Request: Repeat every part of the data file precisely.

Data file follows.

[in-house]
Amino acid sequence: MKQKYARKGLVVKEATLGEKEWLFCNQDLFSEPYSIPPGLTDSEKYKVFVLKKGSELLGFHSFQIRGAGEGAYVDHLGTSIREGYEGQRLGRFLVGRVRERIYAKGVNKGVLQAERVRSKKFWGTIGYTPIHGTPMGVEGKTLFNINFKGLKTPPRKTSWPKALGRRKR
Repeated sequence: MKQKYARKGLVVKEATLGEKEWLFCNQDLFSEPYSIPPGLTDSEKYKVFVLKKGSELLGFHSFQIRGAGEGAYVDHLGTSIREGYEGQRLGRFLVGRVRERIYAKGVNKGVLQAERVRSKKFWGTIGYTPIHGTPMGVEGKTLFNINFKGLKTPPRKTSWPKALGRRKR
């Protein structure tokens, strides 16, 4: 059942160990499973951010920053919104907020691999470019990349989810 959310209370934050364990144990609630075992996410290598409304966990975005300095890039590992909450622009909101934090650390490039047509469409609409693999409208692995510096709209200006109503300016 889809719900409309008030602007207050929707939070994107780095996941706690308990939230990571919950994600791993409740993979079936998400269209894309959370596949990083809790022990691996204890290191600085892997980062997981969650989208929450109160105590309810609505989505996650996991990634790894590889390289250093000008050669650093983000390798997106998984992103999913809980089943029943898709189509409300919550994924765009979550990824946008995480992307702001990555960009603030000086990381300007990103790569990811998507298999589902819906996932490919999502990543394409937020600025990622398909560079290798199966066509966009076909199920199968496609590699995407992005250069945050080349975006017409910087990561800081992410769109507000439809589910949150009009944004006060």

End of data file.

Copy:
[in-house]
Amino acid sequence: MKQKYARKGLVVKEATLGEKEWLFCNQDLFSEPYSIPPGLTDSEKYKVFVLKKGSELLGFHSFQIRGAGEGAYVDHLGTSIREGYEGQRLGRFLVGRVRERIYAKGVNKGVLQAERVRSKKFWGTIGYTPIHGTPMGVEGKTLFNINFKGLKTPPRKTSWPKALGRRKR
Repeated sequence: MKQKYARKGLVVKEATLGEKEWLFCNQDLFSEPYSIPPGLTDSEKYKVFVLKKGSELLGFHSFQIRGAGEGAYVDHLGTSIREGYEGQRLGRFLVGRVRERIYAKGVNKGVLQAERVRSKKFWGTIGYTPIHGTPMGVEGKTLFNINFKGLKTPPRKTSWPKALGRRKR
């Protein structure tokens, strides 16, 4: 059942160990499973951010920053919104907020691999470019990349989810 959310209370934050364990144990609630075992996410290598409304966990975005300095890039590992909450622009909101934090650390490039047509469409609409693999409208692995510096709209200006109503300016 889809719900409309008030602007207050929707939070994107780095996941706690308990939230990571919950994600791993409740993979079936998400269209894309959370596949990083809790022990691996204890290191600085892997980062997981969650989208929450109160105590309810609505989505996650996991990634790894590889390289250093000008050669650093983000390798997106998984992103999913809980089943029943898709189509409300919550994924765009979550990824946008995480992307702001990555960009603030000086990381300007990103790569990811998507298999589902819906996932490919999502990543394409937020600025990622398909560079290798199966066509966009076909199920199968496609590699995407992005250069945050080349975006017409910087990561800081992410769109507000439809589910949150009009944004006060």